The other question is how effective this equipment is when used in a purely military operation rather than an internal suppression mission.  Reason being that the level of autonomy that the soldier or even lower-level commanders have in the field is still very low within the PLA.  Soldiers can provide the upper ranks of the PLA with full situational awareness and can talk to them securely, but in the opinion of western attaches based in Beijing it will all have minimal utility until the military changes its entire concept of operations.

4) CETC: China’s Electronics Empire

The China Electronics Technology Corporation (CETC) continues to be the first among equals of the various consortia that own specific sectors of the defence electronics industry.  While there are other groups of electronics firms that are grouped underneath a corporate umbrella or part of a geographically-based association of companies, CETC has the majority of the most important defence electronics firms – 47 separate enterprises that they refer to as “institutes” – as its portfolio of producers and suppliers.

CETC continues to be the major supplier of defensive aides suites for aircraft, land-based and airborne radars, battlefield communications systems, electronic warfare systems, passive detection and electronic support measures (ESM) systems, and a host of other products that are used across all branches of the PLA, as well as the PAP and law enforcement.

CETC is the largest of the defence electronics conglomerates and produces most of the on-board systems used in Chinese fighter aircraft.

The conglomerate is also an important supplier of much of the security and crowd/access control equipment that has been used for the 2008 Beijing Olympic Games and the current World Expo that is taking place in Shanghai this year.  The type and design of this equipment is such that it is easy to see that the business of supplying military organisations with equipment that they need on the battlefield and developing a new generation of crowd control technology are parallel universes where innovations developed by one of the CETC institutes can many times be applied to both product lines.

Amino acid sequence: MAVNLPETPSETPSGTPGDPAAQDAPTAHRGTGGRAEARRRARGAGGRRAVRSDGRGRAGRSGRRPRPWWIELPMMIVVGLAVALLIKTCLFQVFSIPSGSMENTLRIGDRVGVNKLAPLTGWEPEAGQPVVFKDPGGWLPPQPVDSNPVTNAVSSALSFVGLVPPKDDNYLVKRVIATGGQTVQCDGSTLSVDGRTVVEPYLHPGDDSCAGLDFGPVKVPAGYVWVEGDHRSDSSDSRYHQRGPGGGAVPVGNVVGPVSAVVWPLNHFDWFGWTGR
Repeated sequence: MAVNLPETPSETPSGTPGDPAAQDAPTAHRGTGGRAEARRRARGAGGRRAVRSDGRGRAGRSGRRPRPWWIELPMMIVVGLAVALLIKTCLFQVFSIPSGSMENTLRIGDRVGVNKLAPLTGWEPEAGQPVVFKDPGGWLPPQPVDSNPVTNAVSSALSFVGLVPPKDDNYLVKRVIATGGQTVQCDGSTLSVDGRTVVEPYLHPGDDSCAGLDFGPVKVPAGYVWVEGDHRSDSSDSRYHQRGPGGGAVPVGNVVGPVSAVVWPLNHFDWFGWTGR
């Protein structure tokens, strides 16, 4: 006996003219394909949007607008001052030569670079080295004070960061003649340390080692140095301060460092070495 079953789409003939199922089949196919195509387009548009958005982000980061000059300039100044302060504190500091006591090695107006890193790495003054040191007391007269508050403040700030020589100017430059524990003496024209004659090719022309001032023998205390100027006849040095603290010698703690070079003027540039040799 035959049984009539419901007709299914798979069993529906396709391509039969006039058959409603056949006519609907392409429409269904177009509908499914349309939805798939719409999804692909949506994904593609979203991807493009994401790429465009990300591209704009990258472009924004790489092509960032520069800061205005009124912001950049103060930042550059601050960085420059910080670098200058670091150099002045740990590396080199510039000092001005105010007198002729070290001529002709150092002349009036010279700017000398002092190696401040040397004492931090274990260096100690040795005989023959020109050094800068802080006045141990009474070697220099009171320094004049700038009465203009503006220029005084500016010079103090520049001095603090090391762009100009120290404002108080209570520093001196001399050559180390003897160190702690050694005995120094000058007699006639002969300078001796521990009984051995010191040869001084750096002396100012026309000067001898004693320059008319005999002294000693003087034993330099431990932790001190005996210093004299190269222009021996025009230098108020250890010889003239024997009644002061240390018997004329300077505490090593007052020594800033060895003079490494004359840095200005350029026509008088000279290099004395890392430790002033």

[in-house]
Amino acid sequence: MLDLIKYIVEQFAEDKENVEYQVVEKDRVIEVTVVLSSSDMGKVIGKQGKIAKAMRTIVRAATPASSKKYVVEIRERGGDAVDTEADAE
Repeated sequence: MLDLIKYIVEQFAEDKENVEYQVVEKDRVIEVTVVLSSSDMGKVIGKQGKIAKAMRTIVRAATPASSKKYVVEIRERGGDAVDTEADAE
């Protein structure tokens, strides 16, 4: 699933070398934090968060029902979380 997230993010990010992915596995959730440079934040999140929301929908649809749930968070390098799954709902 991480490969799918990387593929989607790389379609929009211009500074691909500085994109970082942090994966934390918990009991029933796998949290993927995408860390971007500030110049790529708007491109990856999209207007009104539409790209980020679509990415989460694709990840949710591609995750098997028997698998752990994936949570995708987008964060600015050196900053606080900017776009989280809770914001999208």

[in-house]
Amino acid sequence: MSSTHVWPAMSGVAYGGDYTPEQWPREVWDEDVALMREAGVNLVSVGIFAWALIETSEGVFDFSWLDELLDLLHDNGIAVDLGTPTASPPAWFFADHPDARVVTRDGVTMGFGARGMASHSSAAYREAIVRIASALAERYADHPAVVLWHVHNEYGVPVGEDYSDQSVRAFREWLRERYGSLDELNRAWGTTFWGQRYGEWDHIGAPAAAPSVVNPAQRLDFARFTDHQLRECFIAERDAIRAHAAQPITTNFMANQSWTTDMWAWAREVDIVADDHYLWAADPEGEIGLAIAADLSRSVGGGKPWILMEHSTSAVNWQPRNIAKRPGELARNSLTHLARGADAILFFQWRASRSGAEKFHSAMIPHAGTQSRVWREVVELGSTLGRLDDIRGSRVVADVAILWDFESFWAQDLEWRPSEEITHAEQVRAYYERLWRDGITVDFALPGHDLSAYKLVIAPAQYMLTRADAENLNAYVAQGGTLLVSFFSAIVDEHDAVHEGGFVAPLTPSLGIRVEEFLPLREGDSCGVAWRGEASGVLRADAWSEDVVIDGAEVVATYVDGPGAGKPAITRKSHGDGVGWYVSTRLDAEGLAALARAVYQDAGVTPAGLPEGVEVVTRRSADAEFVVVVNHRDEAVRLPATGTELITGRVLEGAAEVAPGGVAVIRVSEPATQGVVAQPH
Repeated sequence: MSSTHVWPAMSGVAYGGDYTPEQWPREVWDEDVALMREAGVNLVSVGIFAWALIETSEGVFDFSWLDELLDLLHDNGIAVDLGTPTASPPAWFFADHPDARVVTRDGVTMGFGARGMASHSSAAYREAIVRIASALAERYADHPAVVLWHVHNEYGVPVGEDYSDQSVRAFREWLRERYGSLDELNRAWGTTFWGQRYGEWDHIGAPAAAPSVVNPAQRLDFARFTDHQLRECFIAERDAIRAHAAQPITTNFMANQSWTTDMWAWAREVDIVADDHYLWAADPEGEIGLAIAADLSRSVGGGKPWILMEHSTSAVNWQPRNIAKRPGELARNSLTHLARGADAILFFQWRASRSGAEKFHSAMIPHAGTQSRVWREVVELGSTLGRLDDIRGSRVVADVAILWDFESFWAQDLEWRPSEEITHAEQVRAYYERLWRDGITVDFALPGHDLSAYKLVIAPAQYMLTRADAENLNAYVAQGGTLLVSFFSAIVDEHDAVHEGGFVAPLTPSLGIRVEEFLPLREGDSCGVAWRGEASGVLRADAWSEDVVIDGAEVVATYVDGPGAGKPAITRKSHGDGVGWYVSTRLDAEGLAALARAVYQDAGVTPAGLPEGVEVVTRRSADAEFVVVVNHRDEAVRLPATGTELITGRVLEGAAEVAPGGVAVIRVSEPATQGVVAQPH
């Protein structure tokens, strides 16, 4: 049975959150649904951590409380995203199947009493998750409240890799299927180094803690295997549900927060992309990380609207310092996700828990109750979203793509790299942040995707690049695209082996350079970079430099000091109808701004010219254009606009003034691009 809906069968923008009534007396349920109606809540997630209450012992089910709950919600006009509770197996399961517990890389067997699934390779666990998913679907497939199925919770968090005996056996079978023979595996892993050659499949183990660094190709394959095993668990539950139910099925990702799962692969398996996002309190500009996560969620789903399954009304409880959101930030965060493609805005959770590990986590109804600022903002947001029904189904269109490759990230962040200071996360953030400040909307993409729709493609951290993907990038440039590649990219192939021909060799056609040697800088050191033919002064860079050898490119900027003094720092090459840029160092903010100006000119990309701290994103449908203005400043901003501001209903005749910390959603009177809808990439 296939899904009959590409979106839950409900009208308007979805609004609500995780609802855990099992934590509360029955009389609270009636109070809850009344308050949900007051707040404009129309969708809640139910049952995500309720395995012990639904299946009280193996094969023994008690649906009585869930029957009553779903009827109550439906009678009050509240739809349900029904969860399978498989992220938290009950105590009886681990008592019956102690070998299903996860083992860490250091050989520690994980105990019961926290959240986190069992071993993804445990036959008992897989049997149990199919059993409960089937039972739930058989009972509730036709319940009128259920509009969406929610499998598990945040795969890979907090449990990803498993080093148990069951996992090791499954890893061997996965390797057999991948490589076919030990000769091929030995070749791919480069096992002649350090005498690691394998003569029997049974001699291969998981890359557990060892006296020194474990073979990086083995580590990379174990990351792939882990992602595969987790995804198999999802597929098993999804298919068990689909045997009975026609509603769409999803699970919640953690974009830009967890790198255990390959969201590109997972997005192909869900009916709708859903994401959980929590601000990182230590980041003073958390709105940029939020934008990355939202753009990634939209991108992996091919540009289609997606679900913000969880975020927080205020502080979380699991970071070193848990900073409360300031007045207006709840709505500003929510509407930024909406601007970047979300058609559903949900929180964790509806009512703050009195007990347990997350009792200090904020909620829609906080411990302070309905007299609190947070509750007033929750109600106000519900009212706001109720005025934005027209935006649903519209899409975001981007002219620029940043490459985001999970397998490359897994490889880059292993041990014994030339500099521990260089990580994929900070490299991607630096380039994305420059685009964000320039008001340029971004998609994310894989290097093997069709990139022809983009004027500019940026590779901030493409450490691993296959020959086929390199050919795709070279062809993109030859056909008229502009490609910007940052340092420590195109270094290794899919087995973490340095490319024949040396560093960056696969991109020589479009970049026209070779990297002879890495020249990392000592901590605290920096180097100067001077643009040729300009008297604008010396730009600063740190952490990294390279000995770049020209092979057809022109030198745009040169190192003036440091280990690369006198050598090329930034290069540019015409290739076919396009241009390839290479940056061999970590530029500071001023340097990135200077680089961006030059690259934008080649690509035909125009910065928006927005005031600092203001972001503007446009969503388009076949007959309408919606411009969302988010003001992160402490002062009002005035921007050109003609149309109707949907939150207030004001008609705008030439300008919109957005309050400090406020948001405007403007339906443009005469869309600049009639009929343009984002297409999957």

On the military side, all of the reports by customers using CETC-developed equipment are generally positive.  Among other new developments that are in the works are a new line of electronic warfare equipment that will be as capable as most other comparable western systems.  The major difference will be that these Chinese systems will be far more economically priced than any analogues available from the US or Europe.

Most of the military’s secure communications equipment is produced by CETC, all of which has a dual-use for large access control events, like the 2008 Olympic Games or the World Expo in Shanghai.

With this advantage in mind CETC is beginning to turn its focus more towards expanding export markets.  This is all mostly due to the fact that Chinese companies used to be limited to trying to sell to countries that could either not purchase from the West or only had the financial means to purchase low-cost Chinese products.  Now the electronics giant is encroaching on territory such as South America that would have normally been the preserve of US or European firms.

With this objective in mind, CETC are now more actively participating in international defence expositions outside of China and establishing themselves as players in the competition in emerging markets.  In this sense they are in the same category as other Chinese arms export companies like Polytechnologies or Norinco, both of which exhibited at the Eurosatory show in Paris for the first time ever this past June.